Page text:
North Korea Says It Fired Railway-Borne Missiles in Friday Drill
(Bloomberg) -- North Korea fired two tactical guided missiles from railcars in a Friday morning drill that “precisely struck the set target in the East Sea of Korea,” the official Korean Central News Agency said.
South Korea’s military said earlier that North Korea appeared to have launched two short-range ballistic missiles that flew about 430 kilometers (270 miles) and reached 36 km in altitude. It was North Korea’s third volley of missiles in less than 10 days, which included two separate tests of a new hypersonic missile system designed to evade U.S.-operated interceptors.
In a video of a previous rail-based test launch, a state TV announcer boasted that North Korea now has “a railway mobile missile regiment that enhances our ability for a simultaneous and concentrated strike on our threats, and better respond to various threats.”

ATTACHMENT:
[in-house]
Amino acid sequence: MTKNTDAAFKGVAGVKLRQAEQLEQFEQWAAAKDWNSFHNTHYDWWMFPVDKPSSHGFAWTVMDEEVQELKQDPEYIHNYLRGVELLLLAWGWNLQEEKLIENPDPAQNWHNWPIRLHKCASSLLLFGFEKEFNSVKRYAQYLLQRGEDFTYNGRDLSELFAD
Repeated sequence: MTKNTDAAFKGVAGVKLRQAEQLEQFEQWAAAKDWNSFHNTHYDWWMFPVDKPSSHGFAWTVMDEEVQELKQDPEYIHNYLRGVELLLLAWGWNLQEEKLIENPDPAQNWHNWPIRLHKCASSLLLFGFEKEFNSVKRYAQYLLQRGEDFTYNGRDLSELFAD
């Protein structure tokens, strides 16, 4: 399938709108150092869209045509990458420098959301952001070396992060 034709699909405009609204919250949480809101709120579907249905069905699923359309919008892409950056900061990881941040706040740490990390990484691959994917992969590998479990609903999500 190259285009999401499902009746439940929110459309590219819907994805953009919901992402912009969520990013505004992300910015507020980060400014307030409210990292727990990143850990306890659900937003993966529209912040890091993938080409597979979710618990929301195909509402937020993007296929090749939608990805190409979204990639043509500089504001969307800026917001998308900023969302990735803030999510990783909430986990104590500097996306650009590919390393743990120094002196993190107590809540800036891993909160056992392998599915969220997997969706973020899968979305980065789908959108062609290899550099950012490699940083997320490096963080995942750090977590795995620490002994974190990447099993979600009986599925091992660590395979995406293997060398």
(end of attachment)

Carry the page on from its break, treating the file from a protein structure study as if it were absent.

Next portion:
North Korea warned Friday it would take a “stronger and certain reaction” after the U.S. sanctioned individuals associated with Pyongyang’s weapons program, saying tests this month of its hypersonic missile system were part of its “legitimate right” to enhance its self-defense. A few hours after the statement appeared on official media, North Korea fired off the two suspected ballistic missiles in what may have been an effort to show it could back its words with a quick response.
U.S. Secretary of State Antony Blinken condemned the recent ballistic missile launches, which were in violation of multiple UN Security Council resolutions, according to an e-mailed statement on Friday.
The tests in January come after leader Kim Jong Un told a year-end meeting of top ruling party officials he was more interested in bolstering his arsenal than returning to nuclear talks with the U.S. that were stalled for nearly three years. In his remarks, Kim urged North Korea to focus on easing food shortages and containing Covid, while suggesting disarmament talks were a low priority in the coming months.
The Biden administration has indicated it could offer financial rewards, such as easing global sanctions, that have squeezed North Korea in return for verifiable disarmament steps.
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